The first Manawatu Walking Festival, which begins this week, has attracted so much interest its organiser has confirmed that it is here to stay.
Destination Manawatu chief executive Lance Bickford was pleased with the booking numbers yesterday.
"We're well north of 100, I don't know exactly, and filling really fast now," he said. "I'm picking [that] all up we should have between 150 and 180, which will be fabulous for the first year."
He said walking festivals were becoming popular around the country, but the organising committee wanted to do things differently.
"Our points of difference are really two things. One is that every walk will be guided, so only up to 10 people in a group, relatively small groups.
"And we're getting people to decide which guide they'd like to go with. If somebody's into photography, for example, they can go with a guide who is a photographer to help interpret things better, or somebody who's more interested in social or geographic history."
The second point of difference was a fireside gathering on Friday evening. That would include music, storytelling and people sharing their experiences of the day.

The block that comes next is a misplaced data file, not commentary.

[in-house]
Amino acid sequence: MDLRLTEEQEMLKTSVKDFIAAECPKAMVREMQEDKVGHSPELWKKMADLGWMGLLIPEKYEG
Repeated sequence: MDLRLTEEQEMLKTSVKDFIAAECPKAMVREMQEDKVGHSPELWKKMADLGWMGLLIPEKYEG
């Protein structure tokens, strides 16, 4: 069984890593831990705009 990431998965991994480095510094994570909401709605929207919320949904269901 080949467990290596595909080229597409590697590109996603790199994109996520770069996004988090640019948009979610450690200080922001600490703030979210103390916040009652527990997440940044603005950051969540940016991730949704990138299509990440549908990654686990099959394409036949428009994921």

"We're also going to have a big screen up there on the side where people are going to be able to put in a data stick and upload their photos from the day."
Each of the three days of the festival would have a different focus.
On Friday, the focus would be on the beaches and waterways to the west. "The Saturday focus is more in and around the gorge, and the Sunday focus is more up the Pohangina Valley and east of Apiti up into the ranges," Mr Bickford said.
The festival includes walks for all ages and fitness levels.
Among the 12 are the nine-hour Rangiwahia Track, a four- to five-hour vineyard walk, the 6 hour Manawatu Gorge walk, and a two-hour Esplanade walk.
There are also short city walks in the evening, as well as a twilight beach walk from Foxton Beach to Himatangi Beach.
"When you start these things there's always the hope that if it was successful and people wanted it we'd make it annual," Mr Bickford said.
"The answer is absolutely it will be annual because it's worked already. We know because we've got the numbers."
- Manawatu Standard
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